For many outdoor workers one of the greatest risks associated with their line of work is daily sun exposure. Exposure to the sun is a concern throughout the year for these workers, not just in the heat of the summer. Heavy machinery operators who are exposed to the midday sun on a daily basis have developed life threatening illness such as melanoma, the most serious form of skin cancer. With melanoma rates continuing to rise, several medical organizations have undertaken comprehensive studies to determine the most effective sun protection habits for outdoor workers.
The American Association for Cancer Research (AACR) recently released its findings on the effectiveness of interventions to protect outdoor workers from developing skin cancers. These included a mix of providing education, wearing sunscreen on a consistent basis, and receiving text message reminders of the risks associated with daily sun exposure. Over 350 heavy machinery operators participated in the study, which measured the effectiveness of these interventions separately and when implemented together.
Study participants were divided into four random groups to determine the effectiveness of the various interventions. The groups included: 1) those who received only education about the importance of sun protection, 2) those who received education along with follow up text message reminders, 3) those who received the education and were mailed sunscreen and 4) those who received education, text message reminders and were mailed sunscreen. While the data indicated that the use of sunscreen improved in all four groups, the greatest increase in sunscreen use was in those groups that received the mailed sunscreen. Importantly, all four groups reported a decrease in the total amount of sunburns.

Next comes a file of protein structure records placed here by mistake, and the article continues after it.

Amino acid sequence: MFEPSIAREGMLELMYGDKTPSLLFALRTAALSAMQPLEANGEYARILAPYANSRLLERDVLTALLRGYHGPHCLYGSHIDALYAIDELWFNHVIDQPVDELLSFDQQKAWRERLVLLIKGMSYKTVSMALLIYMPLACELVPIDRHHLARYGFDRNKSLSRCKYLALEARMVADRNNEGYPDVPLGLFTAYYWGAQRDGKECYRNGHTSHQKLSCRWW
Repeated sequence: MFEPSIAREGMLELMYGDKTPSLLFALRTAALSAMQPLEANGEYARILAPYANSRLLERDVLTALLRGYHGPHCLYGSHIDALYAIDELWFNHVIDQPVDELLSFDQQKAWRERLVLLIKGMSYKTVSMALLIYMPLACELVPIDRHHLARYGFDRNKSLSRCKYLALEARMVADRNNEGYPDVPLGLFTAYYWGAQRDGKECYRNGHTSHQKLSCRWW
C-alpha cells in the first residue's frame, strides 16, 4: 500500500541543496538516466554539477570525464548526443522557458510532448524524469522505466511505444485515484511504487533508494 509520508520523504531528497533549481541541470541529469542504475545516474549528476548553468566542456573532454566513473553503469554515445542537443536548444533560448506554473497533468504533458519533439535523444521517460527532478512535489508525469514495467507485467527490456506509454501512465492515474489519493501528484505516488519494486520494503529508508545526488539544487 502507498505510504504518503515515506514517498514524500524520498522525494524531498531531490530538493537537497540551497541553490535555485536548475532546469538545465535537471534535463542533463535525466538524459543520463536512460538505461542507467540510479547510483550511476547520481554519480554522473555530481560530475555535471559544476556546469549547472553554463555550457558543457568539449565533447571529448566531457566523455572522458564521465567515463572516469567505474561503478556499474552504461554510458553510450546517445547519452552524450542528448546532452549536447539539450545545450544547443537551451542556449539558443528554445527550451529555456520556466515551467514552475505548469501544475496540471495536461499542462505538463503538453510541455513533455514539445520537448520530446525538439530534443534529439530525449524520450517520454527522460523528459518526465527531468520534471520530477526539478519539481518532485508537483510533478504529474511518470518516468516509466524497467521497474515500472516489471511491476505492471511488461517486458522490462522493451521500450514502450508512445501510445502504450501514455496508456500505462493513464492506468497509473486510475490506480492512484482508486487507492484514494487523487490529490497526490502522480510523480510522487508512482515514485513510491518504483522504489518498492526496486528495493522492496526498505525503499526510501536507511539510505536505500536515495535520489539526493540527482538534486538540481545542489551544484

Use of Sunscreen
In a 2014 National Cancer Institute study, only 30 percent of heavy machinery operators reported using sunscreen regularly. Over 80 percent of those surveyed had suffered at least one sunburn in the prior year, an indicator of an increased risk for skin cancer. The use of sunscreen to prevent skin cancer resulting from sun exposure is a crucial part of any sun protection plan.
Text Messaging Reminders
Some research participants also were sent text messages to remind them of the importance of sun protection while working outdoors. The frequent reminders increased the likelihood outdoor heavy machinery operators would regularly use sunscreen on the job.
Even without the additional use of sunscreen or the receiving of text message reminders, outdoor heavy machinery operators benefitted from receiving educational training on the importance of sun protection. Workers in an educational invention program typically receive information during 30 minute annual safety trainings regarding the types of skin cancer, the likelihood of developing skin cancer, risk factors for the development of skin cancer and sunburn prevention. The percentage of participants who report never having worn sunscreen during their workday fell from approximately 38 to 22 percent after attending these educational sessions.
The AACR report concluded providing proper sun protection educational training while minimizing the barriers to sunscreen use can result in an increased use of sunscreen and a decrease in the amount of sunburns suffered by outdoor heavy machinery operators.
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